between the health department (through the logo) and their product is essential for the collaboration as it would be an acknowledgement by the health department of the company’s social responsibility.

The head of the health department arranges a meeting with several health authori- ties and offi cials to consider the offer. On one side, some members of the group sup- port the proposal because of the need to carry out far-reaching public health campaigns to limit the impact of pandemic fl u. At that stage, the incidence of pan- demic fl u is increasing quickly and the number of new outbreaks in schools is wor- rying the health authorities and the population . There have been recent budget cuts to the health department, and some offi cials argue the company’s contribution may be the best option to ensure a far-reaching campaign on prevention measures to benefi t the population. They see sponsorship as a form of social responsibility because the company does not have any apparent economic interest in fl u-related activities. They also note that there are no other companies offering a similar collaboration.

But other offi cials say the company’s soft drink products contribute to the obe- sity and diabetes epidemic and that the company’s use of the health department logo would label it a pro-health industry with the backing of the highest health authority in the country. They also raise concerns about risking the independence of the health department in future regulatory action on sugar-rich beverages.

As the hea d of the health department, you must decide if you should collaborate with the company.


Discussion Questions

1. What considerations should the health department director weigh when deciding whether to collaborate with the beverage company?

2. Who are the major stakeholder s the health department should consider, and what value s might each of these stakeholders bring to this decision?

3. In making your decision, what values should be prioritized?

4. What positive or negative impacts would displaying the health department logo on the soft drink cans have on health department operations?

5. How might sponsorship by a company that produces sugary beverages affect public trust in the health department and the institution’s effectiveness?

6. Would the decision be different if the company produced healthy foods and the department’s logo was placed on a healthy product?

7. Would community involvement facilitate decision making and the consideration of the ethical questions? What ethical criteria or guidance should be established to accept or reject a future donations or sponsorship of a public health program by a company?


Buse, K., and G. Walt. 2000a. Global public-private partnerships: Part I—A new development in health? Bulletin of the World Health Organization 78: 549–561.

Buse, K., and G. Walt. 2000b. Global public-private partnerships: Part II—What are the health issues for global governance? Bulletin of the World Health Organization 78: 699–709. Crowcroft, N.S., and L.C. Rosella. 2012. The potential effect of temporary immunity as a result of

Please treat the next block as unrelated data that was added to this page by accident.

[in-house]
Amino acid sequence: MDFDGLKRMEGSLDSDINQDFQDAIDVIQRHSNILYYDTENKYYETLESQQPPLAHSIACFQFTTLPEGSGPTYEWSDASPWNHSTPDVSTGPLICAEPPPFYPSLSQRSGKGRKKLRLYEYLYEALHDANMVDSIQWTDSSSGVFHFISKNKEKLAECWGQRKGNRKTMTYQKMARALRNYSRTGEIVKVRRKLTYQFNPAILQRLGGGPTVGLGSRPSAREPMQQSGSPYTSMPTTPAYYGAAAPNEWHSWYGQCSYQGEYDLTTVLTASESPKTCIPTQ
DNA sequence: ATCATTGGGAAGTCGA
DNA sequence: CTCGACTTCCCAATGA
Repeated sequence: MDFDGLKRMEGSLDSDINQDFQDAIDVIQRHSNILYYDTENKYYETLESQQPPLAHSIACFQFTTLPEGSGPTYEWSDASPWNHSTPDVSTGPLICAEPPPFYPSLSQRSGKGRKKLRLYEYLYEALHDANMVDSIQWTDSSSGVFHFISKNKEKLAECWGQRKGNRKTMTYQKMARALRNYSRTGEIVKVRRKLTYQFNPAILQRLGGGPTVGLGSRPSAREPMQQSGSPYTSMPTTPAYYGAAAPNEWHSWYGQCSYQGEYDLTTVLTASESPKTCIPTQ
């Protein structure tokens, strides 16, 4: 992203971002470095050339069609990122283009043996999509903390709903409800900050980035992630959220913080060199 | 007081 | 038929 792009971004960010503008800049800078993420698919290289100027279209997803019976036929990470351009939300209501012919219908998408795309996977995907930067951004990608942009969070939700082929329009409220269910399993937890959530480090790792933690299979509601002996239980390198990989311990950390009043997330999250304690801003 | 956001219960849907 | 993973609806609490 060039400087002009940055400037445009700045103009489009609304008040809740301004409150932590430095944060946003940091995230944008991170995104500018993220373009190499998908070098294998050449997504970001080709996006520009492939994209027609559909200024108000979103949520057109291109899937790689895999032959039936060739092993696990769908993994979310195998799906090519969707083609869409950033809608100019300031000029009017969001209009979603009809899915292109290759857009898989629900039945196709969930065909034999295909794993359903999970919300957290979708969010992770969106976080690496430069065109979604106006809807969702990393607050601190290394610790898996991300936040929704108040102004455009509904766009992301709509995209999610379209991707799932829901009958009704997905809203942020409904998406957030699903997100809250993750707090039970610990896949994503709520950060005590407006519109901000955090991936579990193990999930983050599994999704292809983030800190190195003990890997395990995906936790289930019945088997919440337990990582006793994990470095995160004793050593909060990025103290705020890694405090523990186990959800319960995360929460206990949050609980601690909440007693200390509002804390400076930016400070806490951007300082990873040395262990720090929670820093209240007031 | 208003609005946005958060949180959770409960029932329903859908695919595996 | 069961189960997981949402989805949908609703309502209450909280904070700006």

bias associated with healthy users and social determinants on observations of infl uenza vaccine effectiveness; Could unmeasured confounding explain observed links between seasonal infl u- enza vaccine and pandemic H1N1 infection? BMC Public Health 12: 458.

Hastings, G. 2012. Why corporate power is a public health priority. British Medical Journal 345: e5124.

Kass, N.E. 2001. An ethics framework for public health. American Journal of Public Health 91(11): 1776–1782.

Kraak, V.I., P.B. Harrigan, M. Lawrence, P.J. Harrison, M.A. Jackson, and B. Swinburn. 2012. Balancing the benefi ts and risks of public-private partnerships to address the global double burden of malnutrition. Public Health Nutrition 15(3): 503–517.

Ludwig, D.S., and M. Nestle. 2008. Can the food industry play a constructive role in the obesity epidemic? JAMA 300(15): 1808–1811.

Nuffi eld Council on Bioethics. 2007. Public health: Ethical issues. London: Nuffi eld Council on Bioethics. http://nuffi ethicalissues.pdf . Accessed 22 May 2015.

Organisation for Economic Co-operation and Development (OECD). 2011. Health at a glance 2011. In OECD indicators. OECD Publishing. tems/49105858.pdf . Accessed 22 May 2015.

Public Health Leadership Society. 2002. Principles of the ethical practice of public health. http:// . Accessed 22 May 2015.

Ridley, R.G., J. Lob-Levyt, and J. Sachs. 2001. A role for public-private partnerships in controlling neglected diseases? Bulletin of the World Health Organization 79(8): 771–777.

Robert Wood Johnson Foundation. 2011. Investing in America’s health: A state-by-state look at public health funding and key health facts. . Accessed 22 May 2015.

Savoia, E., M.A. Testa, and K. Viswanath. 2012. Predictors of knowledge of H1N1 infection and transmission in the U.S. population. BMC Public Health 12: 328.

Torjesen, I. 2011. Coca-Cola supply chain helps bring diarrhoea treatments to developing world.

British Medical Journal 343: d5825.

Wiist, W.W. 2011. The corporate play book, health and democracy: The snack food and the bever- age industry’s tactics in context. In Sick societies: Responding to the global challenge of chronic diseases , ed. D. Stuckler and K. Siegel, 206–216. New York: Oxford University Press. World Health Organization (WHO). 2013. Public-private partnerships for health. http://www.

3.8 Case 4: Black-White Infant Mortality: Disparities,

In document Public Health Ethics: Global Cases, Practice, and Context (Page 102-106)